We believed we were the ideal of a Christian convention. With good reason, actually. When I attended seminary out of state more than three decades ago, I sat under a retired Southern Baptist Convention executive who understood the Baptist denomination better than anyone. Period. He spent an entire career working with SBC agencies and state Baptist conventions.

My chest swelled when he said of my home-state brothers and sisters: “The Baptist General Convention of Texas is the gold standard of denominationalism. They have the most creative leaders. They have the biggest vision. They put the greatest amount of resources behind fulfilling that vision. They think they can take on any challenge. And they’re usually correct.”

That was long ago. Since then, the SBC split and the BGCT split. Baptists, particularly pastors, grew weary of strife and—often simultaneously—turned their attention toward meeting needs in their communities and networking beyond the conventions to accomplish missions and ministries.

Dissatisfaction at both ends

The Baby Boomers, maybe America’s most selfish generation, have led churches for a generation. Many churches have become like them—interested in what’s in it for them. This created an interesting overall divide: Strong churches have grown more independent of the convention, because they’ve figured out how to “do church” without assistance and, frankly, have seen the convention lag behind spiritual and cultural trends. Simultaneously, many weak churches have grown more dependent upon the convention and frustrated by its inability to meet their needs. So, dissatisfaction has swelled at both ends of the continuum.

Oh, and then there’s our historic strength. For decades, we stewarded vast resources of money, people and institutions. We became a lot like Goliath—powerful, feared and respected, if not liked; but also slow, lumbering, near-sighted and unduly proud. We believed our own hype, so we couldn’t fathom we weren’t as fast, strong, agile and state-of-the-art as we once were.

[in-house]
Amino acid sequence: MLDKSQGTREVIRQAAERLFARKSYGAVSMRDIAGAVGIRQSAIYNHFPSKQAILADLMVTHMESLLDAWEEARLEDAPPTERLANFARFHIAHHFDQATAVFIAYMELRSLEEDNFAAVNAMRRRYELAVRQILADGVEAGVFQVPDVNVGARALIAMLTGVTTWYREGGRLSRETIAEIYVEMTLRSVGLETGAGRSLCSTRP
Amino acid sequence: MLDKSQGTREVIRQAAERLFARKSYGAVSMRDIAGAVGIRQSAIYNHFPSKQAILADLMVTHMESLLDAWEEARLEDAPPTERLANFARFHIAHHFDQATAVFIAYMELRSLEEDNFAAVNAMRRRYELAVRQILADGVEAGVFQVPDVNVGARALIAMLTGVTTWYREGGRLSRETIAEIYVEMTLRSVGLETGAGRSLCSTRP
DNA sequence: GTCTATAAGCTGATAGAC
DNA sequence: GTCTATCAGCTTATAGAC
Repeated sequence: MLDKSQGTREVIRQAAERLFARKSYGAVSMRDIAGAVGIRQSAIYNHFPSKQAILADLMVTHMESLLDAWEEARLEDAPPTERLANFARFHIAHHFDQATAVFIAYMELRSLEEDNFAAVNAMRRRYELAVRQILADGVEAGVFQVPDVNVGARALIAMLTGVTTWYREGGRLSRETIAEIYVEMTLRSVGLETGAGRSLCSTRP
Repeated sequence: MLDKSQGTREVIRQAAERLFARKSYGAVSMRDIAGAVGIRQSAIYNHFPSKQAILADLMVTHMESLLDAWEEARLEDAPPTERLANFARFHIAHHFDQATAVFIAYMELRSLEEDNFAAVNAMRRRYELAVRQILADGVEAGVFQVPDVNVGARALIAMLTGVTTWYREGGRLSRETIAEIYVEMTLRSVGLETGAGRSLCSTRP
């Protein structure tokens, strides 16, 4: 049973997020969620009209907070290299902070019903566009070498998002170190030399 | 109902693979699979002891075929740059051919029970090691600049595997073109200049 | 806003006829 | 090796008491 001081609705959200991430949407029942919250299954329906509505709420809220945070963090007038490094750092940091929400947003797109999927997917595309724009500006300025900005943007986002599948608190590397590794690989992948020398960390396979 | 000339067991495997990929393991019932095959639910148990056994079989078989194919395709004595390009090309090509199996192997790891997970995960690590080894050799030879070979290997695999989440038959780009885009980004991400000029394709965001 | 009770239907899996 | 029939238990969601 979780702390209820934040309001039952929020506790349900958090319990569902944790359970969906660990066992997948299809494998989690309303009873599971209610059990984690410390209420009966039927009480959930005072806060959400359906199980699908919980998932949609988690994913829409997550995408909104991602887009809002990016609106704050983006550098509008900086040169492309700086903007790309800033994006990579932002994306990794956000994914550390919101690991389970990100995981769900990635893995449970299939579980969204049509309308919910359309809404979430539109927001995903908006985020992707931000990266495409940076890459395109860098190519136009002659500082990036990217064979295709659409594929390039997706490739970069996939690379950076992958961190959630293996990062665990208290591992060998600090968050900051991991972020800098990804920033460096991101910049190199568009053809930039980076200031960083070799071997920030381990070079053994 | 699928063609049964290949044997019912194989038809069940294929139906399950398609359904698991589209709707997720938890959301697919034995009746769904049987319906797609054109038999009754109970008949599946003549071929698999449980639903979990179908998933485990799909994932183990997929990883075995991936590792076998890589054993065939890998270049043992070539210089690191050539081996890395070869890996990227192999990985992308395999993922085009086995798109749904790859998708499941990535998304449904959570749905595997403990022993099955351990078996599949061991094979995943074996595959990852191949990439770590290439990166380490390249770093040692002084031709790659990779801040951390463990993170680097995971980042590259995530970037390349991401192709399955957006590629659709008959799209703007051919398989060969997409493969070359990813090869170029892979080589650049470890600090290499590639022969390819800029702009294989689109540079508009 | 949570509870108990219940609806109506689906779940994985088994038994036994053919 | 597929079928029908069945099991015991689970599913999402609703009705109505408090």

The Davids haven’t whacked us with a stone and chopped off our head—in fact, they don’t want to attack us, really—but nimble nonprofits, focused institutions, creative churches and other spiritual entrepreneurs have run circles around us, picking up followers and doing remarkable ministry.

Our executive leader, David Hardage, knows we need to change. He said: “The future—not just of the Texas Baptist convention, but of Texas and of what we need to do for (God’s) kingdom—weighs in the balance. We must adjust our mindset and our hearts to do whatever it takes to impact Texas for the gospel.”

He’s trying to break us out of the malaise of relying on bygone strength, God bless him. He told the Executive Board: “Send me your thoughts. Send me your ideas. Think. Pray. Dream. Let’s put something out there that will be exciting for the future of Texas Baptists.”

Whether you’re on the Executive Board or not, let Hardage know what you think. Click here to send him an email.